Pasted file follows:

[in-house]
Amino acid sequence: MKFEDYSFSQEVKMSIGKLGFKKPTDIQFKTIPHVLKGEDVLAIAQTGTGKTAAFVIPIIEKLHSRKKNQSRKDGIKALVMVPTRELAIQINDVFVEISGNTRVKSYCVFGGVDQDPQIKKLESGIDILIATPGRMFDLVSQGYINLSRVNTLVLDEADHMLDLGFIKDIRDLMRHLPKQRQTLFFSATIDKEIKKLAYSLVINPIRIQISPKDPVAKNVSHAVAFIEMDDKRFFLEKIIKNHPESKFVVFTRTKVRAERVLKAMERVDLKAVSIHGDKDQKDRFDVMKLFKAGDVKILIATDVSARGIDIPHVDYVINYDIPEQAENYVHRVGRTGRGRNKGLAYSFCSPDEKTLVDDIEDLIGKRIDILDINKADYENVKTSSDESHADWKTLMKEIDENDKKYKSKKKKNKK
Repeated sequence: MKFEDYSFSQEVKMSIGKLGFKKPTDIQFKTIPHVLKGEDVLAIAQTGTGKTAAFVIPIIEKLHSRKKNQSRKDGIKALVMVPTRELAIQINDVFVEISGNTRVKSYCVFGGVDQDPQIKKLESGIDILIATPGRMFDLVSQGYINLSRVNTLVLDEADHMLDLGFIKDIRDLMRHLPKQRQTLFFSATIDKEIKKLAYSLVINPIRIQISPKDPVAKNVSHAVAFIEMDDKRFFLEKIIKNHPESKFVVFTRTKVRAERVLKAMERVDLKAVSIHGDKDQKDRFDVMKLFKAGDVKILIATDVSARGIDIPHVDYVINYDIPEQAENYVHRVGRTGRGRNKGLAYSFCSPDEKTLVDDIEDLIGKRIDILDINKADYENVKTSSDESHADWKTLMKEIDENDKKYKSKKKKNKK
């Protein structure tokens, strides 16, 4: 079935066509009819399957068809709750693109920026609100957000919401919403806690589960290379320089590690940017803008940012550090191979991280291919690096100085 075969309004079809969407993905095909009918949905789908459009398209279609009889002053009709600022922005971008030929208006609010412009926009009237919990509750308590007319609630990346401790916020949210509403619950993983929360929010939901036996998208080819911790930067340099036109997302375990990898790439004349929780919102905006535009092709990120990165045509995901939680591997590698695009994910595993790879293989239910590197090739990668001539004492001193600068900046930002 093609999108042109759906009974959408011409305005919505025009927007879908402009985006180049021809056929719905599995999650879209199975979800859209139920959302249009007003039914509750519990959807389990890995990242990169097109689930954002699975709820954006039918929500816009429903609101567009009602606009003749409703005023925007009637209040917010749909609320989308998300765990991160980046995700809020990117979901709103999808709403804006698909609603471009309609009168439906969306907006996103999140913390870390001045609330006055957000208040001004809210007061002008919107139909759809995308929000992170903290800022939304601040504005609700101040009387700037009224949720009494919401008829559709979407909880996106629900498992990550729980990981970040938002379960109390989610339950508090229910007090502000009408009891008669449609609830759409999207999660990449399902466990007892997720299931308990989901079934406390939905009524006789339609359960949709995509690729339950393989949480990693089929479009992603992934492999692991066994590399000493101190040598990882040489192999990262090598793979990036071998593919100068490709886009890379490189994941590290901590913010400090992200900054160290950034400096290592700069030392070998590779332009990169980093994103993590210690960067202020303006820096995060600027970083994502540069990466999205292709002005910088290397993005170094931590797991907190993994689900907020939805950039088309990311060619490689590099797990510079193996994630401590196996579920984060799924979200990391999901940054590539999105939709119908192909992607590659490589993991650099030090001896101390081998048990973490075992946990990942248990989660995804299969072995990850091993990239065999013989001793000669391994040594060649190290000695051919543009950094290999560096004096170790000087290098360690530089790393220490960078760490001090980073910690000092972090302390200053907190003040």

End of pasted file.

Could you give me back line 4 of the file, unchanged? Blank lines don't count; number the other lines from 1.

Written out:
């Protein structure tokens, strides 16, 4: 079935066509009819399957068809709750693109920026609100957000919401919403806690589960290379320089590690940017803008940012550090191979991280291919690096100085 075969309004079809969407993905095909009918949905789908459009398209279609009889002053009709600022922005971008030929208006609010412009926009009237919990509750308590007319609630990346401790916020949210509403619950993983929360929010939901036996998208080819911790930067340099036109997302375990990898790439004349929780919102905006535009092709990120990165045509995901939680591997590698695009994910595993790879293989239910590197090739990668001539004492001193600068900046930002 093609999108042109759906009974959408011409305005919505025009927007879908402009985006180049021809056929719905599995999650879209199975979800859209139920959302249009007003039914509750519990959807389990890995990242990169097109689930954002699975709820954006039918929500816009429903609101567009009602606009003749409703005023925007009637209040917010749909609320989308998300765990991160980046995700809020990117979901709103999808709403804006698909609603471009309609009168439906969306907006996103999140913390870390001045609330006055957000208040001004809210007061002008919107139909759809995308929000992170903290800022939304601040504005609700101040009387700037009224949720009494919401008829559709979407909880996106629900498992990550729980990981970040938002379960109390989610339950508090229910007090502000009408009891008669449609609830759409999207999660990449399902466990007892997720299931308990989901079934406390939905009524006789339609359960949709995509690729339950393989949480990693089929479009992603992934492999692991066994590399000493101190040598990882040489192999990262090598793979990036071998593919100068490709886009890379490189994941590290901590913010400090992200900054160290950034400096290592700069030392070998590779332009990169980093994103993590210690960067202020303006820096995060600027970083994502540069990466999205292709002005910088290397993005170094931590797991907190993994689900907020939805950039088309990311060619490689590099797990510079193996994630401590196996579920984060799924979200990391999901940054590539999105939709119908192909992607590659490589993991650099030090001896101390081998048990973490075992946990990942248990989660995804299969072995990850091993990239065999013989001793000669391994040594060649190290000695051919543009950094290999560096004096170790000087290098360690530089790393220490960078760490001090980073910690000092972090302390200053907190003040």